Some years ago, due to an old article I wrote about headphones where I mentioned some special models for people with hearing loss, I received an email describing a very particular situation.
Whoever wrote to me told me that there were everyday sounds that irritated her in such a way that they had the power to make her cry.
They were sounds as simple as breathing, sneezing or just hearing someone else chew. These types of sounds triggered, in this person, emotions as intense as crying heavily or getting very angry.
In the mail, I wondered if I knew anything about this since she had visited several doctors without getting clear answers.
I remember that at that time I was subscribed to several magazines related to hearing research, so all I could do was share the contacts of those sites, which were probably more informed about the subject than I was.
I lost touch with this person.
But I always remembered his description of how he perceived these sounds.
Years later I receive a newsletter from The Tinnitus and Hyperacusis Centre, London UK where they share a report on the Components of Decreased Tolerance of Sound: Hyperacusis, Misophonia, Phonophobia.
Within the field of audiology, there are different terms that describe discomforts with respect to hearing.
One of them is hyperacusis: An auditory syndrome that causes a person to experience environmental sounds as extremely painful to hear. These are people who are hypersensitive to everyday sounds.
In most cases hyperacusis is treated with the use of sound generators. Patients are made to listen to sound recordings, in particular combinations of sounds in wide bands, for example white noise or pink noise.
Another term is phonophobia or ligirophobia which is not an auditory syndrome but a symptom related to anxiety disorder. People with phonophobia have an irrational fear of sudden loud noises that can cause severe anxiety attacks.
Highly Disturbing Sounds
Although the term (not entirely accurate) misophony, hatred of sound, was chosen because it is easy to remember and more melodic than selective sound sensitivity syndrome.
The doctors found that many patients labeled as phonophobic weren’t really afraid of sounds, just that certain sounds triggered very explosive emotions in them.
“Hearing those sounds my heart starts beating fast and I feel like I can’t control it. I start crying or I just get really angry. It’s so intense, it’s like I feel like I’m going to die.”
Misophonia is characterized by the feeling of intense emotions, such as anger or crying, in response to highly specific sounds, mostly common sounds that other people make.
Although the causes of these sensations are unknown, they are thought to be associated with the way the brain interprets sound.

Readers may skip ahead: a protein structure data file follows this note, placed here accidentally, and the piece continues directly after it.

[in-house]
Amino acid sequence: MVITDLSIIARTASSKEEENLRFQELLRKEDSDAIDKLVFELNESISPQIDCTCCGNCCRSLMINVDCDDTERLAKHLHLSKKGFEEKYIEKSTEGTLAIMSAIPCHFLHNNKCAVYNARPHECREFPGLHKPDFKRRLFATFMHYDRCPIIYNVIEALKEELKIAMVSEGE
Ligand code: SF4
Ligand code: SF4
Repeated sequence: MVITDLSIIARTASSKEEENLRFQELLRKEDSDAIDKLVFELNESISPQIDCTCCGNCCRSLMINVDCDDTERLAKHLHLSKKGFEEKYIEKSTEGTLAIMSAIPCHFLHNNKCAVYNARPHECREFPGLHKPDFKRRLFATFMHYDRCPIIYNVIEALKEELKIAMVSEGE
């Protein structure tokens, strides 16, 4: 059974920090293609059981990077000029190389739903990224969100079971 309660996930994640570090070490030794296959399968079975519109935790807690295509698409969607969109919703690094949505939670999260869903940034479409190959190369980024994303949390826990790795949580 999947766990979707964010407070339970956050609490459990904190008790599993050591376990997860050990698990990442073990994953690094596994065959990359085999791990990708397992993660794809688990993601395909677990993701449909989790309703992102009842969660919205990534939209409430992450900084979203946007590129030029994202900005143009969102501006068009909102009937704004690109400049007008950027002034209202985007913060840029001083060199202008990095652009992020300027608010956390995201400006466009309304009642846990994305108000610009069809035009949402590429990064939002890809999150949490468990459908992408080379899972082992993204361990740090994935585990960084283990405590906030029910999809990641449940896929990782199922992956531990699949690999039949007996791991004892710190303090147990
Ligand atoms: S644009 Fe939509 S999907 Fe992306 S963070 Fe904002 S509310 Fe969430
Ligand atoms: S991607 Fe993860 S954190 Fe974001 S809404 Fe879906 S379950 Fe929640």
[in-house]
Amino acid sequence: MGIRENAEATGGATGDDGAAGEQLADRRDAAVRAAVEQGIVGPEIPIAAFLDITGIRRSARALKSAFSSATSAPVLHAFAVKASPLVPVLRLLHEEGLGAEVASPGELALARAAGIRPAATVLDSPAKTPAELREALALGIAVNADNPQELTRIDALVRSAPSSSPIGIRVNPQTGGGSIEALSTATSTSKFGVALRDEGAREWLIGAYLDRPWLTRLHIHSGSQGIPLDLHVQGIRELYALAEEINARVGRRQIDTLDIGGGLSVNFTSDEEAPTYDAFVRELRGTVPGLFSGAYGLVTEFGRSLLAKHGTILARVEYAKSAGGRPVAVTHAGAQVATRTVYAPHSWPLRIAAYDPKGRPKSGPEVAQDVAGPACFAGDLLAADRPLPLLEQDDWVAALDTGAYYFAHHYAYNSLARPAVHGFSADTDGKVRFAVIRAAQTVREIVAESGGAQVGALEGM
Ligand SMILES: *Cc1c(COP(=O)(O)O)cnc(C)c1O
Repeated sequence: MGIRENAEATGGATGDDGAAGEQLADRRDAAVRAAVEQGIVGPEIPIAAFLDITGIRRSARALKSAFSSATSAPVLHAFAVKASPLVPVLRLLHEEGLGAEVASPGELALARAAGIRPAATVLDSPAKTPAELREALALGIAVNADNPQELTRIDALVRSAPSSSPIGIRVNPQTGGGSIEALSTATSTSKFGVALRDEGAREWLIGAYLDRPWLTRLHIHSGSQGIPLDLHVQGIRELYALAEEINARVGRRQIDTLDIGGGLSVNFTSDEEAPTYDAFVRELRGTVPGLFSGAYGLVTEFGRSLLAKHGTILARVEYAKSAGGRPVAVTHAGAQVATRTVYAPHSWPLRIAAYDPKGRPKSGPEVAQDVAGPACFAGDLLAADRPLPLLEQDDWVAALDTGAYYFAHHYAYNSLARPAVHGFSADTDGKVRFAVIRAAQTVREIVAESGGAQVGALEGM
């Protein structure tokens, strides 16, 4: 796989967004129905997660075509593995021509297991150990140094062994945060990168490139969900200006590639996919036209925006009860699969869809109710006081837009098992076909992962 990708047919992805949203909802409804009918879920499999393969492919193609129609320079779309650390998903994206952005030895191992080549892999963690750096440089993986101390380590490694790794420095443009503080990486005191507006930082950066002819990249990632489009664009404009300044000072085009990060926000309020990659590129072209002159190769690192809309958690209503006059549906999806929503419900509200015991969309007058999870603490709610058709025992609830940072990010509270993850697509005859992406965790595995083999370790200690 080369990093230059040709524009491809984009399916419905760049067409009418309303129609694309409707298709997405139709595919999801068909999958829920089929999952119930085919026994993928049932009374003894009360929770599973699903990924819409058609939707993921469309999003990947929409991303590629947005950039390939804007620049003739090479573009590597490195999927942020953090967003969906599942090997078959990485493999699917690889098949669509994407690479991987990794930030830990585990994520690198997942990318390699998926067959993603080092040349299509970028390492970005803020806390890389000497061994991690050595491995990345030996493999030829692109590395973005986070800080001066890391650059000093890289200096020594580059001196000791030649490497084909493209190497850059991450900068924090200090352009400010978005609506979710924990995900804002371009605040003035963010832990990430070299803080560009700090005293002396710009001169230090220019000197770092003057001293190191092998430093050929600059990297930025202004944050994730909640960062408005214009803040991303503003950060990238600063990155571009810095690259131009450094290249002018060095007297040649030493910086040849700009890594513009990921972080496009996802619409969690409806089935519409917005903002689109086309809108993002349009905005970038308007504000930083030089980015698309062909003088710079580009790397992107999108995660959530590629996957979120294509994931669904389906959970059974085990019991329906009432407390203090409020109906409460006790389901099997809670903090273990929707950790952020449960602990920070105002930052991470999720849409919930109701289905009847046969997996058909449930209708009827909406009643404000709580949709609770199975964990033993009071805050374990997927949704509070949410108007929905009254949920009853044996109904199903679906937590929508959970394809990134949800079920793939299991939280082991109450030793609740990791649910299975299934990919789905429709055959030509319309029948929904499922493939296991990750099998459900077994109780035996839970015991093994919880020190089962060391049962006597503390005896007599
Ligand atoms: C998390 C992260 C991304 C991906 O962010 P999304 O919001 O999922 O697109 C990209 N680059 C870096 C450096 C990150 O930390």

A study by the University of Iowa showed that certain people respond very differently to sounds that may be harmless to others.
“Activation sounds in misophonics were associated with abnormal functional connectivity between the anterior insular cortex and a network of regions responsible for the processing and regulation of emotions, including the prefrontal ventromedial cortex, the posteromedial cortex, the hippocampus and the amygdala.
The activation sounds caused an increase in heart rate and galvanic skin response in misophonic subjects.”
The anterior insular cortex is a key node in the neural attention network, a large-scale intrinsic brain network that serves to detect and direct attention to stimuli that are relevant to behavior and meaningful to an individual.
Specific hyperactivity in the anterior insular cortex in misophonic patients, showed that they assign greater attention to very specific sounds.
The University of Iowa study was the first research to clearly show that those who claimed to feel bad about certain sounds were actually suffering from extreme distress.
A Rare or Undiagnosed Disease?
Marsha Johnson is an audiologist specializing in misophony and is the director of the Misophonia Association, an association that seeks to inform about this condition and encourage research.
Misophonia is still listed as a rare chronic disorder and is not yet recognized worldwide. However, it is believed that it may not actually be a rare disease, but rather a fairly common, only misdiagnosed one.
There are still no treatments for this condition but there are some things the patient can do to ease the sensations:
- Flooding the ears with sound or pink/white noise
- Noise cancelling headphones.
- Practice conscious breathing.
- Exercising or simply walking at a brisk pace can help redirect attention and make annoying sounds more tolerable.
I hope the person who wrote me a long time ago can read this article. Know that you are not alone, that what you are suffering from has a name and is being investigated. I hope that this splash of information will be useful to all of us who listen to the world in different ways.
Every time I write about these things, the alarm that sounds inside my head and focuses on the little ones. When a child tells you that he/she is in pain, that he/she does not understand, that he/she feels bad in front of a sound, a color, a smell, a taste, we should not turn a deaf ear, every human being perceives the world differently and that is what makes us unique.
Author: Sol Rezza
Editor | Corrector: Franco Falistoco